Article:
Chantelle Baxter was in so much pain it felt like her entire body had been dipped in acid.
In her most excruciating moments, she describes it as like being “burnt alive”.
“I thought I was dying,” she posted on her online blog.
“Someone was melting the bones inside my legs. Like I’m being burnt alive from head to toe. I was barely sleeping, spending most of my days inside on a couch or bed.
“The pain was constantly popping up in random places all across my body. I was in constant pain, completely terrified, exhausted and suicidal.”
Ms Baxter, 32, said she suffers a rare neurological condition called Complex Regional Pain Syndrome.
The cause of the rare condition is unclear, with theories ranging from auto-immune to nervous system dysfunction to issues with glial cells.
It most often affects hands, arms, feet or leg after an injury.
While most people recover, the condition can recur.
Research on the condition is relatively limited.
Ms Baxter said she cannot walk, sit or lie down without pain.
The pain, she said, has spread throughout her body, most recently into her wrists and elbows.
The Melbourne entrepreneur’s “living hell” began after she twisted her ankle while hiking last year.
She was left in severe pain every hour of the day and suffered multiple convulsions.
Ms Baxter has dedicated her life to empowering the world’s most vulnerable people. She is co-founder of one of Australia’s fastest-growing non-profit organisations, One Girl, which pledges to educate a million girls across Africa by 2020. It has already helped thousands of girls and women in Sierra Leone in West Africa.
She also runs another new enterprise called Be Bangles, which sells bangles for the same cause.
She has been recognised as one of 30 Influential Aussie Women Under 30 and Melbourne’s Top 100 Most Influential People by The Age.
But now, she is now fighting for her life and is hoping treatment at specialist facility in Arkansas will hold the key to her recovery.
Ms Baxter said she originally planned to go to Italy to try a drug called Neridronate Acid, which has been used to treat patients with an 80 per cent success rate.
However, she said she began responding well to Accelerated Recovery Performance Wave treatment in America. The relatively new mode of treatment involves a system that uses patented bio-electrical current along with active range-of-motion exercise techniques to speed up the body’s natural recuperative ability.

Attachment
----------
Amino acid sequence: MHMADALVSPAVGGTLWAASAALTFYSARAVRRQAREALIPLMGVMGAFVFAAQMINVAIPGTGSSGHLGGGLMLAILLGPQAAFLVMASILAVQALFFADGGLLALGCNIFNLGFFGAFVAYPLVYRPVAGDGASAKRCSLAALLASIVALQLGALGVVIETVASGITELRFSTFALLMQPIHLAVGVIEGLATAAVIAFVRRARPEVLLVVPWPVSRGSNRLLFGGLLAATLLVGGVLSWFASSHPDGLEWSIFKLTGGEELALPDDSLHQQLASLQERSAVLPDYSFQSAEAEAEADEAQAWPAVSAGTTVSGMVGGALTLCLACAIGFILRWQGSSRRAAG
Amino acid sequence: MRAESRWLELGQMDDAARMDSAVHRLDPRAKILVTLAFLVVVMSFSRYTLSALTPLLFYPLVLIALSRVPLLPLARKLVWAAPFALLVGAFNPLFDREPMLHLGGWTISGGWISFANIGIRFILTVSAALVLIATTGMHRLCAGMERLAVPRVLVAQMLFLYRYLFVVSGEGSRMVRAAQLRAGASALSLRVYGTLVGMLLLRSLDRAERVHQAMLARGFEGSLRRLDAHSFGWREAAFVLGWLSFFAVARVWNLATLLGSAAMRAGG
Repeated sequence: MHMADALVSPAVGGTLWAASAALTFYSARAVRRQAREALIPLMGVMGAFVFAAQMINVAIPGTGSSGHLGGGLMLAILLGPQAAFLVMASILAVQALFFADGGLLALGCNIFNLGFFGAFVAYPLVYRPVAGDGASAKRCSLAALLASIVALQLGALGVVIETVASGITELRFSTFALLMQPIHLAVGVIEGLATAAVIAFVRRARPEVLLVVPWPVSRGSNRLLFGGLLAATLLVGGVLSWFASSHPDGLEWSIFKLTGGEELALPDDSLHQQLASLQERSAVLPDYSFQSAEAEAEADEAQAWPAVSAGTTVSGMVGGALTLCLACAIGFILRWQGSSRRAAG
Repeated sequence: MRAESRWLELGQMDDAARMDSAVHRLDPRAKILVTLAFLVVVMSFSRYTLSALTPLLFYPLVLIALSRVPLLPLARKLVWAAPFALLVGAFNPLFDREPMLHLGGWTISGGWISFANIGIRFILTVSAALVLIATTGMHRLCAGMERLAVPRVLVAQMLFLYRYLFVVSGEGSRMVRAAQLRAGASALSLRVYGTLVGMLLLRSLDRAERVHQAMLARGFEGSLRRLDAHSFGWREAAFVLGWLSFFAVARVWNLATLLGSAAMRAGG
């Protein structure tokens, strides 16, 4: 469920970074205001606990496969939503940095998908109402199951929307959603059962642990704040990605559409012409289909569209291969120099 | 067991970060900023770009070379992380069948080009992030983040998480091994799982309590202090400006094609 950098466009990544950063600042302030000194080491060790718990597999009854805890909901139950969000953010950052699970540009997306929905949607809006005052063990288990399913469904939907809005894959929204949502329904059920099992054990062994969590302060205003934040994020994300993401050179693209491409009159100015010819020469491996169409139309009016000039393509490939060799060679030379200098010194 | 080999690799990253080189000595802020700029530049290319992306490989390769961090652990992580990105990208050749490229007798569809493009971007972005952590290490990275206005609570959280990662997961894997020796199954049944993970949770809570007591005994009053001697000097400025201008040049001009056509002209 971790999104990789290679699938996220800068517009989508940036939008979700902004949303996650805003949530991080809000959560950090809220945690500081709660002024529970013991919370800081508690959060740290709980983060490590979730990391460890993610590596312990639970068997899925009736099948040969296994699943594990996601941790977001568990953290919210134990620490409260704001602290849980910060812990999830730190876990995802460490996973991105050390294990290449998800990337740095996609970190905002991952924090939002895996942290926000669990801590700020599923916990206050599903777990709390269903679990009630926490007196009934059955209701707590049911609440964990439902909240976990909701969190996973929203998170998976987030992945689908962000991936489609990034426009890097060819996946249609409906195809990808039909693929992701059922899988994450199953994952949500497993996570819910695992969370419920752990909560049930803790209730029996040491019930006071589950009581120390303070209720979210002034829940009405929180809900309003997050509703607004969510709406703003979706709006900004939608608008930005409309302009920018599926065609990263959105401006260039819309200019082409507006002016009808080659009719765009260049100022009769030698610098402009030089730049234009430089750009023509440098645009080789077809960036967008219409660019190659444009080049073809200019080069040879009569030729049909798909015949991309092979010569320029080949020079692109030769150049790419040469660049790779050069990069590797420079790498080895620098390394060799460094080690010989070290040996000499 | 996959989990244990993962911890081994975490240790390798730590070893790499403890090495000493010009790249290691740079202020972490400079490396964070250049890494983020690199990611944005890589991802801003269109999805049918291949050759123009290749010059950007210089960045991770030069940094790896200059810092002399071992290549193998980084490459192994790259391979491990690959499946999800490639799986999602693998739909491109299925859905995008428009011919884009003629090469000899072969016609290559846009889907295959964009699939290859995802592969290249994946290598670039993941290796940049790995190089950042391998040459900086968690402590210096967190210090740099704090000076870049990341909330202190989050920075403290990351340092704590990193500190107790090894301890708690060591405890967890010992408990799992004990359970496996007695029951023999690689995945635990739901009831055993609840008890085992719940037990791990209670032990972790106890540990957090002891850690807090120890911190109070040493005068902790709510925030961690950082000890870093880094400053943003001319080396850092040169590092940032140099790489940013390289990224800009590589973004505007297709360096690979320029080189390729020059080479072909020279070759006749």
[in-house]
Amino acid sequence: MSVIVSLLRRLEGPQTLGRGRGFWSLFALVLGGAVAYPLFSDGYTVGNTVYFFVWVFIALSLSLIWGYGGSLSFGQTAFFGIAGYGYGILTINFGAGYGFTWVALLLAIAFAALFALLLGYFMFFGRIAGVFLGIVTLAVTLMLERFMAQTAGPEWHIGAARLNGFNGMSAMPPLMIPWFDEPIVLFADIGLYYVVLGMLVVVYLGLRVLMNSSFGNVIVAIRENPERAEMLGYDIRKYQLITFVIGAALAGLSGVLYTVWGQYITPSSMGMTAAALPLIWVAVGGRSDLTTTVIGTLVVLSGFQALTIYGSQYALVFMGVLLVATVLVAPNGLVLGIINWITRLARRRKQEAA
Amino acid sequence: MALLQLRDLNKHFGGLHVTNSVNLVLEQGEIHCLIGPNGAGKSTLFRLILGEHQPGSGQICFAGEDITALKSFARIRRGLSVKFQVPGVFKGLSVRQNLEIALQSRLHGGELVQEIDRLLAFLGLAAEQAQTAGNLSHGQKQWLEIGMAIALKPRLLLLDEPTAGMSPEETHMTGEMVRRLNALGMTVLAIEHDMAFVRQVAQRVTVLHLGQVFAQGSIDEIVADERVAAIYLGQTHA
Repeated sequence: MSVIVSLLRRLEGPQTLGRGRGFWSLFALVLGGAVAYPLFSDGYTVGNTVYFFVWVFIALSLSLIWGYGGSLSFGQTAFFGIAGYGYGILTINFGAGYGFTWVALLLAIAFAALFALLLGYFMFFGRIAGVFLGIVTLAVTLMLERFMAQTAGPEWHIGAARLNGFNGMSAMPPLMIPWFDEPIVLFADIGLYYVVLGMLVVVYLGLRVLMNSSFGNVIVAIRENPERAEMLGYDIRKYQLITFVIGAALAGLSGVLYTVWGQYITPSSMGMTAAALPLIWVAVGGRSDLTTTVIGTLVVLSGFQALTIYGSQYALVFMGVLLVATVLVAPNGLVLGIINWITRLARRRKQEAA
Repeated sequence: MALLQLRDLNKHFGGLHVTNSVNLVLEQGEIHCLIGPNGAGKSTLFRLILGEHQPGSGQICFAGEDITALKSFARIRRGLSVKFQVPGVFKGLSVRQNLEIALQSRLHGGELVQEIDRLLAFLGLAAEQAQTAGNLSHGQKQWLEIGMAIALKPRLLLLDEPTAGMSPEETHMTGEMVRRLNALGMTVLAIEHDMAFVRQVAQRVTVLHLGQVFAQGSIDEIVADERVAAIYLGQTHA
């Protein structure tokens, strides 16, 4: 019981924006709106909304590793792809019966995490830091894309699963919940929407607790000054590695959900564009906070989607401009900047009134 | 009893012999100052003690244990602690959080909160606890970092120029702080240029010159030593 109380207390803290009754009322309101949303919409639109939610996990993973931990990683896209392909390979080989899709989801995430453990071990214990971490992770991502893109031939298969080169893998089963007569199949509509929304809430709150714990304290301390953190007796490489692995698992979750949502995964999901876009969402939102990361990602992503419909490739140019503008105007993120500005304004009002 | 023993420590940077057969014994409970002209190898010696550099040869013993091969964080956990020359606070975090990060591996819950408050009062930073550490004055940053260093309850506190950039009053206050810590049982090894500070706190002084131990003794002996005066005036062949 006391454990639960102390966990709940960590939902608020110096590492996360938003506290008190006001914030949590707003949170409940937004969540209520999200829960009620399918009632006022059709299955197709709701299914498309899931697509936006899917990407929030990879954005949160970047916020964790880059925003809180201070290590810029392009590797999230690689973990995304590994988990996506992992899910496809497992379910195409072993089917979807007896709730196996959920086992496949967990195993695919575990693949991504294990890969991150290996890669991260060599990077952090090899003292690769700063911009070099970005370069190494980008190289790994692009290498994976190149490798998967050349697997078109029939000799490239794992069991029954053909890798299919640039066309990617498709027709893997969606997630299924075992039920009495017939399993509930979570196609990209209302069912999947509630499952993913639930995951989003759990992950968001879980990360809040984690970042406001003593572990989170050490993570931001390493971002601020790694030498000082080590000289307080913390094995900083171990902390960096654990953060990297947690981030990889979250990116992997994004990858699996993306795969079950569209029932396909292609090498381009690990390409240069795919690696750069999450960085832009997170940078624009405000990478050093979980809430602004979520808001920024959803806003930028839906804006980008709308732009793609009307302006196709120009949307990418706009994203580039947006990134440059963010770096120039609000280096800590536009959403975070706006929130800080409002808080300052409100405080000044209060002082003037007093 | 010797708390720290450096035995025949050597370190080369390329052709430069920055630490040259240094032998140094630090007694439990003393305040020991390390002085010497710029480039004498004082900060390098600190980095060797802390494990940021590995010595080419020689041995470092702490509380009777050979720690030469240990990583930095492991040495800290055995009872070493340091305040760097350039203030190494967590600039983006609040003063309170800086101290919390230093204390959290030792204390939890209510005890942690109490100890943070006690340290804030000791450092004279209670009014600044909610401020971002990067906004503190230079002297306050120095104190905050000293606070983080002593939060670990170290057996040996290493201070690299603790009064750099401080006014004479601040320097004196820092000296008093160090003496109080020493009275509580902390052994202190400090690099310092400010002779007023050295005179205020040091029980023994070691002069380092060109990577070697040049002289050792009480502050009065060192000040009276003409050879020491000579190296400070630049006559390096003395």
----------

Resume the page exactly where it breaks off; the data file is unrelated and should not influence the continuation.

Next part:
Dr Chris Hayes, who is the Dean of the Faculty of Pain Medicine at the Australian and New Zealand College of Anaesthetists, said a specialist pain clinic might see about 12 patients with the condition each year.
“It’s a very fascinating condition. There’s some milder forms and some more extreme forms,” Dr Hayes said.
He said CRPS could occur in response to a minor trauma, like a sprained ankle or wrist, and involved the nervous system and immune system being hyper-aroused or hyper-reactive.
The condition emerged after World War I, when it was recognised in returned soldiers, particularly those with injuries to their nerves. “Causalgia” was the first name for it.
“What defines the diagnosis are things like swelling and change in temperature of the affected limb, colour change and change in sweating,” Dr Hayes said.
Doctors take a broad approach to treatment of CRPS, with the aim to re-train the brain, he said.
“Often [treatment involves] physical activity – putting weight on a leg, if it is a leg, or using an arm in a more normal way,” Dr Hayes said.
One of the more common treatments in Australia is “Graded Motor Imagery” – a rehabilitation process used to re-train the brain that can involve watching your limbs move in front of a mirror.
“Then there’s the psychological aspects. We would be keen to explore what else was happening psychologically around the time of that injury,” Dr Hayes said.
Ms Baxter’s friends have started raising funds via her online blog and have already raised nearly $30,000.
The donations will go towards hyperbaric oxygen chambers, psychological treatment and treatment at the Neurological Relief Centre.
In a Facebook post on Monday, Ms Baxter thanked the public for their outpouring of support and said her health had been improving.
“A lot has happened even just in the last two weeks when it comes to CPRS,” she posted.
“It’s awesome we are raising awareness of this condition. But I also want to make it really clear that I have come really far. When I left the hospital two months ago, I was like a shell of a person.
“I’ve started a new therapy at the centre called ARP Wave and we are working really hard to rehabilitate my ankle and leg. The way I walk has improved a lot (I’m not limping anymore) and I’ve only been doing it for two weeks.”